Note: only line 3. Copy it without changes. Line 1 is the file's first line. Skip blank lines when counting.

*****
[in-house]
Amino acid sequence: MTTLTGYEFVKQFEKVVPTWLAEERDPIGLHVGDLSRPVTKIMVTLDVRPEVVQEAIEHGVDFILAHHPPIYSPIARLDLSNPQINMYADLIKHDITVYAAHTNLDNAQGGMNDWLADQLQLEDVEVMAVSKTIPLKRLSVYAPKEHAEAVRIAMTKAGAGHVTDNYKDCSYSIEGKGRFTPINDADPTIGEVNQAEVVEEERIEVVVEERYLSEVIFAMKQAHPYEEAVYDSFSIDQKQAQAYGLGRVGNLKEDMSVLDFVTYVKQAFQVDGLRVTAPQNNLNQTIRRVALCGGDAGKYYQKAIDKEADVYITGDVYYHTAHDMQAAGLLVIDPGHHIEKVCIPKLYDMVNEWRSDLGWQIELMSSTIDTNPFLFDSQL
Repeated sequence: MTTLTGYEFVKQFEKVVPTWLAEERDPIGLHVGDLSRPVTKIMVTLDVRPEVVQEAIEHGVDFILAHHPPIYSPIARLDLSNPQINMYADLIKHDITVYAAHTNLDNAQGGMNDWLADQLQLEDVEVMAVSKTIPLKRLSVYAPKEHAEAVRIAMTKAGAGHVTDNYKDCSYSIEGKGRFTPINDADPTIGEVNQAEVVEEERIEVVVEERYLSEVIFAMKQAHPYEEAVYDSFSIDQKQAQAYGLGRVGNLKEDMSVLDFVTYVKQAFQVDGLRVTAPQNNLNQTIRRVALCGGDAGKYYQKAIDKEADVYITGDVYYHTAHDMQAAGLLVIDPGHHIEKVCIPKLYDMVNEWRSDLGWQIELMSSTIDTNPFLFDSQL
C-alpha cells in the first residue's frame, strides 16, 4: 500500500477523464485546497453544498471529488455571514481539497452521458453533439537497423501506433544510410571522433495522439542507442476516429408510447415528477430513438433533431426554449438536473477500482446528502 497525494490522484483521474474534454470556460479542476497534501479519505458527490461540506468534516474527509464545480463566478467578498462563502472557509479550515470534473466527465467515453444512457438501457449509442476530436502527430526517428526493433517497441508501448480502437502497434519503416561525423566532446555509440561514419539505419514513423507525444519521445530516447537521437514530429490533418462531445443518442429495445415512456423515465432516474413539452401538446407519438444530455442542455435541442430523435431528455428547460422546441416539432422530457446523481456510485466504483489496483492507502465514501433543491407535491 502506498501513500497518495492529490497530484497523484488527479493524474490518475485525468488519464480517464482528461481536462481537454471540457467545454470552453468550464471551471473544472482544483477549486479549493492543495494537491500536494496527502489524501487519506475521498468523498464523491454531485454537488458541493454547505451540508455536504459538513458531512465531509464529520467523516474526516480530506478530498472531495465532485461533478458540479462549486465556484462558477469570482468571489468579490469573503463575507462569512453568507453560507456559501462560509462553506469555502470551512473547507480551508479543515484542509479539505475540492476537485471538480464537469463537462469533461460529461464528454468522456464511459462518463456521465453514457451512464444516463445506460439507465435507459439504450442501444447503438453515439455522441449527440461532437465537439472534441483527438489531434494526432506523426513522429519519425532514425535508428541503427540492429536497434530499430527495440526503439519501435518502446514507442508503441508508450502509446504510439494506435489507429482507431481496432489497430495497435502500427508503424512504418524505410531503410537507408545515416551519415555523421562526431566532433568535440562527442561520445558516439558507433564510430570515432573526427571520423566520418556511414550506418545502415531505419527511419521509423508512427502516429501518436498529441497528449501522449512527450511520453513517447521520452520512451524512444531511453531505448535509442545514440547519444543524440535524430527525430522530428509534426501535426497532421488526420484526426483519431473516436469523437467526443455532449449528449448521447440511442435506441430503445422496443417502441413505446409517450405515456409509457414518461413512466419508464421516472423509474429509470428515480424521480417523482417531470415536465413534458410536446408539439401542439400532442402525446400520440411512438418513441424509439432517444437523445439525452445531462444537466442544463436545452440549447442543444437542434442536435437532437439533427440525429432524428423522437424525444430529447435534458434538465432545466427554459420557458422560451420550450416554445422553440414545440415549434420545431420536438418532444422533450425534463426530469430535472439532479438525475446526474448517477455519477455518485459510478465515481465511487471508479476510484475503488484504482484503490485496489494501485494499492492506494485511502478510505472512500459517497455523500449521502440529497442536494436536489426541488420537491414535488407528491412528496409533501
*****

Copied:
Repeated sequence: MTTLTGYEFVKQFEKVVPTWLAEERDPIGLHVGDLSRPVTKIMVTLDVRPEVVQEAIEHGVDFILAHHPPIYSPIARLDLSNPQINMYADLIKHDITVYAAHTNLDNAQGGMNDWLADQLQLEDVEVMAVSKTIPLKRLSVYAPKEHAEAVRIAMTKAGAGHVTDNYKDCSYSIEGKGRFTPINDADPTIGEVNQAEVVEEERIEVVVEERYLSEVIFAMKQAHPYEEAVYDSFSIDQKQAQAYGLGRVGNLKEDMSVLDFVTYVKQAFQVDGLRVTAPQNNLNQTIRRVALCGGDAGKYYQKAIDKEADVYITGDVYYHTAHDMQAAGLLVIDPGHHIEKVCIPKLYDMVNEWRSDLGWQIELMSSTIDTNPFLFDSQL